The introduction sums up the questions that will be developed in the 9 chapters and posits that English does possess a category that can be labelled "adjectives", even if not all languages have a category that can be so named, according to Dixon (2010 : 62-108). Adjectives can appear in two positions: predicative, the chief is tall, and attributive, the tall chief. But some adjectives have more limited uses, and main, for instance, can be used in the main town, but not in *the town is main. So it turns out that some adjectives are more central members of the category than others (Quirk et al., 1985 : 404). The divergence between positions and their interpretations is the theme of the book and the question that arises immediately is whether there are just two positions. What about they met someone tall or they turned blue? In current grammars this function is presented as a third function. Quirk et al. speak of three functions, the attributive, the predicative and the postpositive (1985 : 418), just as Huddleston and Pullum do (2002 : 528). But they are not to be treated in the same way, and the postpositive is separated from the two others, which leads to various hierarchies which try to account for the various classes adjectives fall into: default, restricted, attributive only, never attributive, predicative and postpositive, postpositive only.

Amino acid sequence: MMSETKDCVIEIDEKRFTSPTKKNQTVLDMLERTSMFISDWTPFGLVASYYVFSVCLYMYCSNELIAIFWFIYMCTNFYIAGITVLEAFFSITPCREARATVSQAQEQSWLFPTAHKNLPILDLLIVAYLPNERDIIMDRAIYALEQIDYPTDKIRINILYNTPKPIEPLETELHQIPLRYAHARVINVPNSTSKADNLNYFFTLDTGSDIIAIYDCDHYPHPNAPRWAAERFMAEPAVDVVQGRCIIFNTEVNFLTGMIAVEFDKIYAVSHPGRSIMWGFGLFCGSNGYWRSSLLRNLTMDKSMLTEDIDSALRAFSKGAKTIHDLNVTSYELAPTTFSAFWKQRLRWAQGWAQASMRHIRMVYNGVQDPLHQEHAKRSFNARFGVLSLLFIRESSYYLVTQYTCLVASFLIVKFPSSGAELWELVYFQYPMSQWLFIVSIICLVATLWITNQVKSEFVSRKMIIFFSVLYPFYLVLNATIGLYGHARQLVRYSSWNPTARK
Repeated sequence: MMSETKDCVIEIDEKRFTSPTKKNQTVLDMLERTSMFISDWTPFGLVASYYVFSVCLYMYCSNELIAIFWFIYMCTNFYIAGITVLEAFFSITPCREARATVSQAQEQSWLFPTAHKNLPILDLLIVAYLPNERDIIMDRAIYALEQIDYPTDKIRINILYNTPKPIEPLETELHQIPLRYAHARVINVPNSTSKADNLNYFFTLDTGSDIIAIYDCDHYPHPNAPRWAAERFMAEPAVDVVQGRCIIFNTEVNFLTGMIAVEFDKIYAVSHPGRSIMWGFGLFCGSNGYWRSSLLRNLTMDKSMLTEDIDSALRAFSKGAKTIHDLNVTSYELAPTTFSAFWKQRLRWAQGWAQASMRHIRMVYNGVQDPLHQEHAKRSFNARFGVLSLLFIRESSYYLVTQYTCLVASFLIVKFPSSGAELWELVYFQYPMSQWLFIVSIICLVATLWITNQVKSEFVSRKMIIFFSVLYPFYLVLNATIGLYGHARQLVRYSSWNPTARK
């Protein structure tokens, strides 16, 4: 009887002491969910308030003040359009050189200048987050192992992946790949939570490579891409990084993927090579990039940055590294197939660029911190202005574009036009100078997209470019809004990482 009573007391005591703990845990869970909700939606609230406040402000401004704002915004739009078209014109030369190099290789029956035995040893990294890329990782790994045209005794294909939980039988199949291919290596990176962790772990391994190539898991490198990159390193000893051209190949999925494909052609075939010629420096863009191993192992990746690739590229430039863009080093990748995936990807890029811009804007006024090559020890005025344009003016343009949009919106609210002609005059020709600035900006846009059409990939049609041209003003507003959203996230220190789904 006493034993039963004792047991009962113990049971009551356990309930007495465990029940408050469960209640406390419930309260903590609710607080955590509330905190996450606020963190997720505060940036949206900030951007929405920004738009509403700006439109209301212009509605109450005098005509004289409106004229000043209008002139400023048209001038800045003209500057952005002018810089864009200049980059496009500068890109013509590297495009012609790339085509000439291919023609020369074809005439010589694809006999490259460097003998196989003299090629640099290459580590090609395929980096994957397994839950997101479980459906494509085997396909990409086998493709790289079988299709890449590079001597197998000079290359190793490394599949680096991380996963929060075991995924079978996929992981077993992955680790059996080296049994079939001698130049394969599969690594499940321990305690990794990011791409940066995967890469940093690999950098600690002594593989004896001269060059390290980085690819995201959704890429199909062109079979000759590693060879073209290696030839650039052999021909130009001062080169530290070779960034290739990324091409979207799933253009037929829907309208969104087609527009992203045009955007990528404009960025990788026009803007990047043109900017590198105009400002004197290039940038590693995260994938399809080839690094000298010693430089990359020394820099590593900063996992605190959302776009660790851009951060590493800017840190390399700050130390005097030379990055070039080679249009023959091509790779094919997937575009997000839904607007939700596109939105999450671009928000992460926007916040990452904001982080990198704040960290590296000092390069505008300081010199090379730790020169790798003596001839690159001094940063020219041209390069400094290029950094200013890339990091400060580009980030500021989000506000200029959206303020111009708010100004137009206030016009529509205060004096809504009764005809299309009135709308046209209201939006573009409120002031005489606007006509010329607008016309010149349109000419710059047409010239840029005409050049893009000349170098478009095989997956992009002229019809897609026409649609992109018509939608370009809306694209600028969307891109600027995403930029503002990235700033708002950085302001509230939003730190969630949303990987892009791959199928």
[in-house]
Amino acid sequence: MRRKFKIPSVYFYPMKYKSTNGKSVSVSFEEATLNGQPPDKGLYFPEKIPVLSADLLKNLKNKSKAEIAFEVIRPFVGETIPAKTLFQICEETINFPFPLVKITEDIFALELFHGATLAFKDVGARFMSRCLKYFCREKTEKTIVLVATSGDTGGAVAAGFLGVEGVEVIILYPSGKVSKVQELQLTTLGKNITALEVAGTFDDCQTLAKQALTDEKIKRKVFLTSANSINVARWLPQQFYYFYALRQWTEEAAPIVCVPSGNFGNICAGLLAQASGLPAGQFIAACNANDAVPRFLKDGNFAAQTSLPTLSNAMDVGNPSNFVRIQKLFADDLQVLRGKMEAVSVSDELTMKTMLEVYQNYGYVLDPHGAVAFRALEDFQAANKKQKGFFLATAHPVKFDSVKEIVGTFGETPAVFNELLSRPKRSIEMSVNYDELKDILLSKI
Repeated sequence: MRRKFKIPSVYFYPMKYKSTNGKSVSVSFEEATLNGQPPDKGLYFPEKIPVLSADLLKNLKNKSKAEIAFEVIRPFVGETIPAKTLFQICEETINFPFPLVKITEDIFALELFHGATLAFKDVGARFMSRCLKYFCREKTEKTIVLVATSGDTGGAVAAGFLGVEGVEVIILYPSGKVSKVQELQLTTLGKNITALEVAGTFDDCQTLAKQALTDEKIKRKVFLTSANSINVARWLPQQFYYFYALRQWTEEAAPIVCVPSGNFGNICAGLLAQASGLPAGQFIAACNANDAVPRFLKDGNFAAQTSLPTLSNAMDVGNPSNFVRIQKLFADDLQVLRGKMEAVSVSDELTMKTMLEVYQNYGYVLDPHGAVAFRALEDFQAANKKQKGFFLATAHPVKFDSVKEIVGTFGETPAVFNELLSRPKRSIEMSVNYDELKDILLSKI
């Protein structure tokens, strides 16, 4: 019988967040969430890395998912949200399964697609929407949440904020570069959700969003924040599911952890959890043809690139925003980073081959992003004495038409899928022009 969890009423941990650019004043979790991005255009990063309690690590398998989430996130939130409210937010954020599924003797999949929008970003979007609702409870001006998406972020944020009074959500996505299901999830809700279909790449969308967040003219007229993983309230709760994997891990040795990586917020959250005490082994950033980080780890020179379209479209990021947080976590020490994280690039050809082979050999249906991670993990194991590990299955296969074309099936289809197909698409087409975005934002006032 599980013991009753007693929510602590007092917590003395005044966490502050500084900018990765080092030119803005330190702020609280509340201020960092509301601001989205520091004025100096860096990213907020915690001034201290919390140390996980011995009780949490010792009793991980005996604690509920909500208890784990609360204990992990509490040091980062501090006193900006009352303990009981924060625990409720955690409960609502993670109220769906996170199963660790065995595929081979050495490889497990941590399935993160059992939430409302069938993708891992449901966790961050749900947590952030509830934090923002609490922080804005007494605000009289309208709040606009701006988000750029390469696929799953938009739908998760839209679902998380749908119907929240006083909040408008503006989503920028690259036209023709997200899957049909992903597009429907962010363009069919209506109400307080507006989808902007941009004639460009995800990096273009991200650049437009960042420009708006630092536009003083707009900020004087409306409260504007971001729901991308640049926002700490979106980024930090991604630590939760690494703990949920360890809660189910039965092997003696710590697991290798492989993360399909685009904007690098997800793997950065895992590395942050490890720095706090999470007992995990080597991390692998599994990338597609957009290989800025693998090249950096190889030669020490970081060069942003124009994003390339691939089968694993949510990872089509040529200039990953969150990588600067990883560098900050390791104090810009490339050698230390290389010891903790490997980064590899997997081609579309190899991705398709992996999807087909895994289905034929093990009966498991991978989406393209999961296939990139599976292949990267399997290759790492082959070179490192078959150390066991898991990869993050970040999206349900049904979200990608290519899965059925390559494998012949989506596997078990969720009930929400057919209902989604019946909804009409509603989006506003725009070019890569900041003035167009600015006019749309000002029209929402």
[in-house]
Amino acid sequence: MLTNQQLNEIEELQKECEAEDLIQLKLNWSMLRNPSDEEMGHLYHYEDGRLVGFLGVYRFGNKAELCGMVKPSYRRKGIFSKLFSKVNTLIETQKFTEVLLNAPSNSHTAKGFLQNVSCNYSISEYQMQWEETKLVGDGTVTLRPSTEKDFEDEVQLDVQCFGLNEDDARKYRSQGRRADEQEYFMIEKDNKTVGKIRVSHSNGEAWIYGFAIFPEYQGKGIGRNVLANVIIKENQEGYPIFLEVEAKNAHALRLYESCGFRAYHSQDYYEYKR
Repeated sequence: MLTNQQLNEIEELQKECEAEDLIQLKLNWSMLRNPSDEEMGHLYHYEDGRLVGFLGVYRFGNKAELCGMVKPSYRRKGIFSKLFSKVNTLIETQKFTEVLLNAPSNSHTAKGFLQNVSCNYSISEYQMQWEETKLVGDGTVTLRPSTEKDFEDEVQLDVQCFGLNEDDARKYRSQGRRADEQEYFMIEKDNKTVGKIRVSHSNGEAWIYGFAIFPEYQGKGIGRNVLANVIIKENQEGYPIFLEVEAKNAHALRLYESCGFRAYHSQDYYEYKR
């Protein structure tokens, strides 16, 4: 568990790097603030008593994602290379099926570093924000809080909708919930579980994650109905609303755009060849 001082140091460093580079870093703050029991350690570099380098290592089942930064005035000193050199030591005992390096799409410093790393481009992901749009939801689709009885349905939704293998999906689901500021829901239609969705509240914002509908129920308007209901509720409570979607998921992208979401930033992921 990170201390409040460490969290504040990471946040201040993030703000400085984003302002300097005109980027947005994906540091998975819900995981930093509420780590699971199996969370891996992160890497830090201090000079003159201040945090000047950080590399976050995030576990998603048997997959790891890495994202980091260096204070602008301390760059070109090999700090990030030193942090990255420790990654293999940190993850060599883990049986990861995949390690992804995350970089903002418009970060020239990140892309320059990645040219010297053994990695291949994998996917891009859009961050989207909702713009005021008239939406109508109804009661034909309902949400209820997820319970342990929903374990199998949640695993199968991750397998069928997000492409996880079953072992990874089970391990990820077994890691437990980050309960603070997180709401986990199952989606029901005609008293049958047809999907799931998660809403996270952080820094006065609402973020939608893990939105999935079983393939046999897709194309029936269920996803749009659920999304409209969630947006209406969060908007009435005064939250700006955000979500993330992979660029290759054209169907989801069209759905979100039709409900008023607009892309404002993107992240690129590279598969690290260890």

Chapter 2: Which words are adjectives?